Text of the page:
Along the Grapevine


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Mushroom Puffs

I came across this recipe from About Food for something resembling popovers made with mushrooms. It looked like the perfect base for a recipe using some of my dehydrated mushrooms and dried puffball mushroom flour. You can use any dehydrated mushrooms, and if you don’t have mushroom flour, simply omit that and increase the use of flour to 3/4 cup, as in the original recipe.DSC02888

Using the puffball flour meant I had to change the method a bit, but nothing too complicated, and the use of the flour, mushrooms and the stock made by soaking the dried mushrooms intensified the flavour.

Mushroom Puffs

1/2 cup finely chopped dried mushrooms (I used maitake)

1 3/4 cups boiling water

1/2 cup puffball mushroom flour

4 oz butter

1 tsp salt

1/2 tsp black pepper

4 eggs, beaten

1/2 cup flour

1 1/4 tsp baking powder

Soak the dried mushrooms in boiling water for ten minutes in a saucepan. Add the mushroom flour and simmer, stirring it with a whisk to incorporate the flour. Remove from the heat and add the butter, which will help cool the mixture. When it is cool enough not to cook the eggs, add the rest of the ingredients. The mixture will be the consistency of a crepe batter, and you will have about 4 cups.

Grease your pan/s liberally with oil. Place them in a preheated 400 degree F. oven until the oil starts to smoke. Pour in the batter leaving about 1/2 inch at the top.

I used a muffin tin for 6 muffins and 1 loaf pan. The ones in the muffin pan took 15 minutes to cook, the loaf 25 minutes. The batter will puff up and brown when it’s done.

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They don’t stay puffed for long, but unlike popovers or Yorkshire pudding, there are no big air pockets. They can be eaten hot or cold, on their own, buttered or to accompany a main dish, omelette or salad.

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They keep well, and are delicious with just a little butter and sumac powder – for example.

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Linked to Angie at Fiesta Friday, Steffi at Ginger and Bread and Andrea at Cooking with a Wallflower who are making this week’s Fiesta Friday possible.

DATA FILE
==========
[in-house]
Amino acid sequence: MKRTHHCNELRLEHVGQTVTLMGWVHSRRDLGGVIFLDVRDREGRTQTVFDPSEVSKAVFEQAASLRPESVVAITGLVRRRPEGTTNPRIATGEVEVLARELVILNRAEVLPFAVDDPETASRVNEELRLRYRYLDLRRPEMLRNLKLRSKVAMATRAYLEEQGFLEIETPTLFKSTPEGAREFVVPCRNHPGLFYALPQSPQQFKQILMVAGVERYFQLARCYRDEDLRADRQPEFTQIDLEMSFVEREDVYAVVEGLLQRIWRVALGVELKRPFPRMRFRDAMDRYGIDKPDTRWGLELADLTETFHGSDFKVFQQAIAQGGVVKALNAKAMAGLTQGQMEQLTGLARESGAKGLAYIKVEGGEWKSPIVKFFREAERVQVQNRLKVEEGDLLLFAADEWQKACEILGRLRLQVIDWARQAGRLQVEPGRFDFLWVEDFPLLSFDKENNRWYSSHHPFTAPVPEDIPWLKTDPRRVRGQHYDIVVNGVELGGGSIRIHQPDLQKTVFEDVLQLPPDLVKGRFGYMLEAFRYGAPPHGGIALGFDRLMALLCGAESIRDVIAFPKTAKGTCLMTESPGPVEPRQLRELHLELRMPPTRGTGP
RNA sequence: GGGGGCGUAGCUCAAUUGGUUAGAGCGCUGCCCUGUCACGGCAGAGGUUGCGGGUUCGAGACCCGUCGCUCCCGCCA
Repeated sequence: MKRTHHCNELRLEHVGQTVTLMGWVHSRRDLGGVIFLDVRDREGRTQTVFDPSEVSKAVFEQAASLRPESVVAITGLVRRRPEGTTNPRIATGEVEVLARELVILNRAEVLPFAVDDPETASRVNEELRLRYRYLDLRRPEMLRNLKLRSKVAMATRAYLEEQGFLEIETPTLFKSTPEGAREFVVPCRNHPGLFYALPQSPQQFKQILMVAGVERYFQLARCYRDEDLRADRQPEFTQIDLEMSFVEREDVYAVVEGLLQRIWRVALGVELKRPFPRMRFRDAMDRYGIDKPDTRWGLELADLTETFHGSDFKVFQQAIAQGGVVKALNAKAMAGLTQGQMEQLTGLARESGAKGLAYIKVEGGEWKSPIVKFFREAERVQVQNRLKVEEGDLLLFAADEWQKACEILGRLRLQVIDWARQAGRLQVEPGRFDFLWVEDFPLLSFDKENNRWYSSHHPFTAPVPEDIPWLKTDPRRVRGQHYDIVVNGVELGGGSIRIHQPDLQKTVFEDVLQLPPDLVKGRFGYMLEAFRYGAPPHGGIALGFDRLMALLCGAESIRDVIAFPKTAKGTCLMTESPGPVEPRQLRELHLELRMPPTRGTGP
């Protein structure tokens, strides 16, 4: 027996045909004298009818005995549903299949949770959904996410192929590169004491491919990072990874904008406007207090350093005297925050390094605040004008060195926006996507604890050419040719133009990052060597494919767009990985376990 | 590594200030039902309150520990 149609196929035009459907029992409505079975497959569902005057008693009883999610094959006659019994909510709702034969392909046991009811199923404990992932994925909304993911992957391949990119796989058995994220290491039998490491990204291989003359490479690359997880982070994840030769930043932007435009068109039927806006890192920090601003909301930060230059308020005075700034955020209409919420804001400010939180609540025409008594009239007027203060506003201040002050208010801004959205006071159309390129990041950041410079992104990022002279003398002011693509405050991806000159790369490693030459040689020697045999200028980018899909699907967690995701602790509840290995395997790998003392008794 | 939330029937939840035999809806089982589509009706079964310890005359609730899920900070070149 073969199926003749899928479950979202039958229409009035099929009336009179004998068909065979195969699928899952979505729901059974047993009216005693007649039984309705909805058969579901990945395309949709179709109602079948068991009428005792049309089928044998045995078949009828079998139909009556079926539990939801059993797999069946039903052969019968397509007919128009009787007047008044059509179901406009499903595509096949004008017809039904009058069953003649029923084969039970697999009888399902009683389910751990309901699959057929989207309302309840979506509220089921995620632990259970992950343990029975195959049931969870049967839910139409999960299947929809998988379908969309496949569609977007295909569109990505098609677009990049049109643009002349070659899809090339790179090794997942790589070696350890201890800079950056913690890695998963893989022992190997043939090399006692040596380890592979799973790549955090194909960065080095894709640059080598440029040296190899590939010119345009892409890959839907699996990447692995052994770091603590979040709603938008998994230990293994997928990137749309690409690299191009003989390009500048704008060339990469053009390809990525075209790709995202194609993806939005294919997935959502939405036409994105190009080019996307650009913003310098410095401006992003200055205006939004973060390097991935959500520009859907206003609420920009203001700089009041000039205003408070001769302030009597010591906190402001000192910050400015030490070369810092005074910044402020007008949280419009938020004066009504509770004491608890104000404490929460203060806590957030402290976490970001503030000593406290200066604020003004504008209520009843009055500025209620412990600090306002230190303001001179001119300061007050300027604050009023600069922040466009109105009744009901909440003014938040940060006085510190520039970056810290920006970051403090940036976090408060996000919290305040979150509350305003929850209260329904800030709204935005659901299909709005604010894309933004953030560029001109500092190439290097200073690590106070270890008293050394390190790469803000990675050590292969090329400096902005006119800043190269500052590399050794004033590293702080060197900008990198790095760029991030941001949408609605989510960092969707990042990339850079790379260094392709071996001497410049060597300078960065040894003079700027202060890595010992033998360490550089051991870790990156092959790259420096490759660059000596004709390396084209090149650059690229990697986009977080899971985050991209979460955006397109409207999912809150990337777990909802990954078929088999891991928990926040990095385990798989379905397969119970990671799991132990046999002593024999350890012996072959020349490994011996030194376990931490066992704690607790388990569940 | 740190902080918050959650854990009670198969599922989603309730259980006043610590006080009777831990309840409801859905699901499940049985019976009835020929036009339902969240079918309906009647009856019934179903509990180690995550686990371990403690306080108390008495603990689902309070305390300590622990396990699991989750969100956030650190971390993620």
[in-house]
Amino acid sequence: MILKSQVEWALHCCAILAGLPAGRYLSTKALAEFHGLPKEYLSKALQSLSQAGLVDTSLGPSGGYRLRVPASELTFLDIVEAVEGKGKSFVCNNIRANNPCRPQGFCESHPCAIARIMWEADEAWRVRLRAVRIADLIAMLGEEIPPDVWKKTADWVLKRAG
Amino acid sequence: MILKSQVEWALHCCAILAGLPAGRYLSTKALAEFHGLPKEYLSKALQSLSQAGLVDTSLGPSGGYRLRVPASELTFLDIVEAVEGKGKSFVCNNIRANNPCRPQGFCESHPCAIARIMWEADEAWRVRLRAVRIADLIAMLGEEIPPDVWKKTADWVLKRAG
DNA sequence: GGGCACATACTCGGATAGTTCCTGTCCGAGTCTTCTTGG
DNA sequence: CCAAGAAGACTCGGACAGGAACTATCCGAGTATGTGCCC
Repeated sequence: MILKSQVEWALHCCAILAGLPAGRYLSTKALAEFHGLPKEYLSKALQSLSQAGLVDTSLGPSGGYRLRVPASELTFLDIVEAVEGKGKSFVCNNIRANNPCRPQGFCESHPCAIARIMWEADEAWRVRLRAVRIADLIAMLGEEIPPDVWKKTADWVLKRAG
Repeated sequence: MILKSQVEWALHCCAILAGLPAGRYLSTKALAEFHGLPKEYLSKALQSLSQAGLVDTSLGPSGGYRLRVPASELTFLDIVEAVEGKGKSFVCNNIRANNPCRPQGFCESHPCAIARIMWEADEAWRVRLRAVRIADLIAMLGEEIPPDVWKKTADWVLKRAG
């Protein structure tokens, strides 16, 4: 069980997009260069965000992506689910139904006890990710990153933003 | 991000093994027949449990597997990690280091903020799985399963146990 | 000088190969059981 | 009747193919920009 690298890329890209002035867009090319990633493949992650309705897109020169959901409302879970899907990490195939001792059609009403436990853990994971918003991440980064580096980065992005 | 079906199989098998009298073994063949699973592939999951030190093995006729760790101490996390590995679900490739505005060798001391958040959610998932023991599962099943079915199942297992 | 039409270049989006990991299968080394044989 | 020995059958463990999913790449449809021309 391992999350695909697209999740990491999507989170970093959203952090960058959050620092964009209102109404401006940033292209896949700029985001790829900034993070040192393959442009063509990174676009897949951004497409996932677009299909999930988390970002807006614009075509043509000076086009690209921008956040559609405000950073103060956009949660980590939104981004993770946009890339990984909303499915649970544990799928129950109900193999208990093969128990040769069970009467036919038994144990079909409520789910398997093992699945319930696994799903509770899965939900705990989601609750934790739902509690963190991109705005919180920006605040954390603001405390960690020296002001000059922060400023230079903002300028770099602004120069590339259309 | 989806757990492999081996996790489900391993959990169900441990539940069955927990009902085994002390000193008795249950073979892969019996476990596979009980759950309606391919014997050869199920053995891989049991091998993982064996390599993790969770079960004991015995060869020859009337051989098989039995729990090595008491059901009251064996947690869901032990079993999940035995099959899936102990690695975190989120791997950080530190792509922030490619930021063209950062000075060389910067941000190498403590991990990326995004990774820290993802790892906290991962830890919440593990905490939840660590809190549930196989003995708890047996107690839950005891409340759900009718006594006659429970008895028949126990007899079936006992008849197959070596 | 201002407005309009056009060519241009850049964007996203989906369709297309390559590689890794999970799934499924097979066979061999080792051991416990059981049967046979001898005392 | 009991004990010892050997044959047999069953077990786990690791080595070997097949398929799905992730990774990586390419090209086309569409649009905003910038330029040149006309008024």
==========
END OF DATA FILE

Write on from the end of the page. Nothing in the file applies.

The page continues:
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Puffballs – what to do with them

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There are few, or maybe even no mushrooms which are easier to identify than puffball mushrooms. It is the perfect species for the non-expert like myself. However, foraging for mushrooms always requires caution, and this is no exception. So here are a few tips on how to identify puffballs with impunity.

There are several types of puffballs, but I am describing here the calvatea gigantea so as not to create confusion and because that’s what I find around here and have experience with.

Where they grow: In meadows, fields and deciduous forests.

What they look like: Completely spherical and white when immature. They have no stems or gills, but are connected to the ground by narrow string-like roots. They are soft and like a spongy bread in texture.

When to pick them: Once mature, they are no longer edible. When too small, you could confuse them with other mushrooms. They should be grapefruit size or larger, but still be completely white inside and out.

What to watch for: Any yellowing, development of spores or a mushroom cap developing. Do not eat any of these.

Look-alikes: poisonous earthballs which are hard and have a blackish interior.

If you are lucky enough to have any of these fine specimens accessible to you, there are several ways you can prepare them. Sauteed, cooked in stews, soups or casseroles, and even added to breads or grain dishes. They have a delicious but mild earthy flavour. Be forewarned however that, if frying, they will absorb a lot of oil and become soggy, so it is best to fry quickly with just a little oil brushed on them.

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I decided to fry some lightly. I sliced them, brushed them on both sides with a mixture of olive oil, salt, garlic and sumac, then browned them in a pan quickly on a high heat.

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These are delicious on their own, as a side dish or added to a sandwich. However, I used them for a brunch dish as a crepe filling. I added them to fried onions, herbs and seasonings and enough plain yogurt (or sour cream) to make a sauce. If needed, add a little thickener such as cornstarch.

Fill the prepared crepes (any kind), fold, cover with grated cheese and broil until the cheese is melted and slightly browned.

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Puffballs - what to do with them on Punk Domestics

Linked to Fiesta Friday #84